The bench said he can shred the documents into pieces. Dhavan then tore the pictorial map in the courtroom. The drama did not end and during the post-lunch session, Dhavan made a reference to his action and said "outside the court, it has become viral". "The news that has become viral is that I on my own tore the papers," he said. Dhavan said he had asked and sought the permission of the bench whether those papers can be thrown and the reply from the CJI was "if it is irrelevant, you can tear it". "The CJI said I could shred the papers and I just followed the order. I take advice of Mr (Arvind) Datar(a senior advocate) in such matters and he told me it was a mandamus (a kind of writ or direction)," Dhavan said. The CJI shot back saying, "Dhavan is right that the chief justice said, so he tore up. Let this clarification also be widely reported." The top court is hearing the Ayodhya case, in which the first lawsuit was filed way back in 1950 by Gopal Singh Visharad, and it has been an unique land dispute where representative lawsuits were allowed to be filed by Hindu and Muslim parties.

A battery of lawyers representing Hindu litigants, including the deity through next friend, a Hindu worshipper and Nirmohi Akhara relied upon arguments which also included the faith and belief "since time immemorial" that Lord Ram took birth under the central dome of the now-demolished structure. Babri Masjid was demolished on December 6, 1992 by kar sevaks sparking communal riots that claimed several lives. Hindu parties, which argued for 17 days at the start of the hearing, submitted that as the deity and birthplace were the juridical persons, they had the title over the entire 2.77 acre disputed land and any division of property would amount to the mutilation of deity itself. Terming construction of mosque by Babur nearly 433 years ago as a "historical wrong", Hindu parties led by former Attorney General and senior advocate K Prarasaran and C S Vaidyanathan said this needed to be reparated as Muslims can pray in any mosque in Ayodhya, but for Hindus, this was the only birthplace of Lord Ram which cannot be altered.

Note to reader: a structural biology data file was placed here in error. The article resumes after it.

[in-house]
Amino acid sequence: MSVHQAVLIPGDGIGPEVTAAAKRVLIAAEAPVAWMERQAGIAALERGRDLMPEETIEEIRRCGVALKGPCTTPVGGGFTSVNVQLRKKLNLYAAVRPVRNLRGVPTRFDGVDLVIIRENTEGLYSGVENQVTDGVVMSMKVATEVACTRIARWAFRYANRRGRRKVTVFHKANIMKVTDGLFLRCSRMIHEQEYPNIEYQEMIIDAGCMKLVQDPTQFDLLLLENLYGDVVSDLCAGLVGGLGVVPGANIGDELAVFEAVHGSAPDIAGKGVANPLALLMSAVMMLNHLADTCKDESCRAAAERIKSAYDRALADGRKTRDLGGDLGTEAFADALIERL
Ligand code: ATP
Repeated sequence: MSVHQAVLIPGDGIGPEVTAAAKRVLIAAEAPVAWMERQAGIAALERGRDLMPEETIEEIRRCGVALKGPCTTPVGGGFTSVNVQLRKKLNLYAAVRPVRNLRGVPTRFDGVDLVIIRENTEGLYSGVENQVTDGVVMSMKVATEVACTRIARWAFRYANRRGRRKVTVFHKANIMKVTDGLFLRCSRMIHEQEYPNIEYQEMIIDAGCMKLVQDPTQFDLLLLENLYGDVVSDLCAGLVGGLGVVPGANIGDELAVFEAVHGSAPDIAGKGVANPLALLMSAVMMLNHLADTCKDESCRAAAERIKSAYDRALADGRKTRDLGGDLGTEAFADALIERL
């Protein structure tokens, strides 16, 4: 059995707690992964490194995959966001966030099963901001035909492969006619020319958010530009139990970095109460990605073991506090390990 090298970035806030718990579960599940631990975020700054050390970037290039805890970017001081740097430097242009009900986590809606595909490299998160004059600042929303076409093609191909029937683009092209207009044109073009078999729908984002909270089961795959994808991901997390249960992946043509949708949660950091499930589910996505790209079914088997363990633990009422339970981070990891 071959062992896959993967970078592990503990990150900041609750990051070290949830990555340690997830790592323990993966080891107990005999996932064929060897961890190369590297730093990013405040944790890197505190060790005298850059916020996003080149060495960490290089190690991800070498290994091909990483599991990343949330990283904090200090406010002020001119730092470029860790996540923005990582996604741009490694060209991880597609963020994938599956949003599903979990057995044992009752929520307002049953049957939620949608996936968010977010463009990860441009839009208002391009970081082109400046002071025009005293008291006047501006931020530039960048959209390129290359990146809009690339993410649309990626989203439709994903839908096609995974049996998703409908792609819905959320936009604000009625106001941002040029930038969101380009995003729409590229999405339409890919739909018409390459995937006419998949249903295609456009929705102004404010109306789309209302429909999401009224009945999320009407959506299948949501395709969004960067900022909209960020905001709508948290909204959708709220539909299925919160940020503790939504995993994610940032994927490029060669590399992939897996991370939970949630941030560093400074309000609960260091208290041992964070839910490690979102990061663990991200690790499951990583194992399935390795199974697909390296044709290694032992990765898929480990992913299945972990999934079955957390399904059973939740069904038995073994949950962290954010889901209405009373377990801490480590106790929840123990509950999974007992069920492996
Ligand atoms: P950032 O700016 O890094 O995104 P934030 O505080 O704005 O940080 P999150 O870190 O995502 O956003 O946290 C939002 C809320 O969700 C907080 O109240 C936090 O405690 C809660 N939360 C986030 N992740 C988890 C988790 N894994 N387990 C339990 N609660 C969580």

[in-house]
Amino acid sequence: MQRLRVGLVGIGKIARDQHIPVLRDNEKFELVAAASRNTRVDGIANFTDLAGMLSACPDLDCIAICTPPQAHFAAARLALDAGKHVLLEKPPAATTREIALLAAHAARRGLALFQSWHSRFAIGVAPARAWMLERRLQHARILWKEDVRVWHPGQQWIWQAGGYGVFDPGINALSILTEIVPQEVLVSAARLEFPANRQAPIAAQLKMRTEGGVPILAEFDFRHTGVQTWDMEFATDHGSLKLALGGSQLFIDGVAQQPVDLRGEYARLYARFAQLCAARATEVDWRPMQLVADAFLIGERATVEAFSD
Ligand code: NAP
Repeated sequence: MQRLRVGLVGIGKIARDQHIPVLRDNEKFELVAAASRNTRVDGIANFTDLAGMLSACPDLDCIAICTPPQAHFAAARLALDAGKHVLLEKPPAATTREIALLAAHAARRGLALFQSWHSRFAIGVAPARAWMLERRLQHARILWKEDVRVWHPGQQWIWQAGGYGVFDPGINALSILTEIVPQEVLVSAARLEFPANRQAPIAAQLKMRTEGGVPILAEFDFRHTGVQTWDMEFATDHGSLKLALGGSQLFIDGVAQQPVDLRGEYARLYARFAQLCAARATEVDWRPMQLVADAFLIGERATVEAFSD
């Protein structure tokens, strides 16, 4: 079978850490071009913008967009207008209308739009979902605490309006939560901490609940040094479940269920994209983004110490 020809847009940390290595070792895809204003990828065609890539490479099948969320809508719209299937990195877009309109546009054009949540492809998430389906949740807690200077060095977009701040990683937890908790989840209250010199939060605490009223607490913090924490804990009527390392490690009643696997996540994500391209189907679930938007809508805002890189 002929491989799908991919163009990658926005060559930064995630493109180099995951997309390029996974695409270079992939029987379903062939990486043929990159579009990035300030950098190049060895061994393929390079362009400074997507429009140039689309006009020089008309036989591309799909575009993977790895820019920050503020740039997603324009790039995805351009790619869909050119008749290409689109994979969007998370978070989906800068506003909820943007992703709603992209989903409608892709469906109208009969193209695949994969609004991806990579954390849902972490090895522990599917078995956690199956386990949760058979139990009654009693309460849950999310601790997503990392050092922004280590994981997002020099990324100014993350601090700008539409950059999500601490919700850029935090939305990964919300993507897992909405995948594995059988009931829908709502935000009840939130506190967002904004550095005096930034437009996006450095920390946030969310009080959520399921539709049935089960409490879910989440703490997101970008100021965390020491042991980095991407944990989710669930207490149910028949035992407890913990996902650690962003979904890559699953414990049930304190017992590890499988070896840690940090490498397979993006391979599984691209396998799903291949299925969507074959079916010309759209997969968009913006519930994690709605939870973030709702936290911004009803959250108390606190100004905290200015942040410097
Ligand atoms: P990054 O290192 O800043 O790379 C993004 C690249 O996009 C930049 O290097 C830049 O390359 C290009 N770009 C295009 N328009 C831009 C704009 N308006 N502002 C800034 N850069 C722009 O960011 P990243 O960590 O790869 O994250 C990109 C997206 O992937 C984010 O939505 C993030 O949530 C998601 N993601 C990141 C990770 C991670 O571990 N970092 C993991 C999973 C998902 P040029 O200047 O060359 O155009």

They also relied upon the archeological evidence which had found that there were traces of 12th-century temple beneath the disputed structure. Muslim parties, led by senior advocates Rajeev Dhavan, Shekhar Naphade, Zafaryab Jilani and Meenakshi Arora, vehemently argued that the mosque was built by Mir Baki on a vacant land and Hindus do not have any right over it, even if it is proved that there existed a temple before the construction of masjid. The key arguments of the Muslim side have been -- "once a mosque, always a mosque" -- and the dedication of the land as wakf to the almighty was irrevocable and they perfected the title by long use. Hindu parties relied on archeological evidence and responded to Muslim parties by saying "once a temple, always a temple" and claimed if Muslims have pleaded adverse possession then it squarely amounted to the admission that the temple or the deity was the prior owner.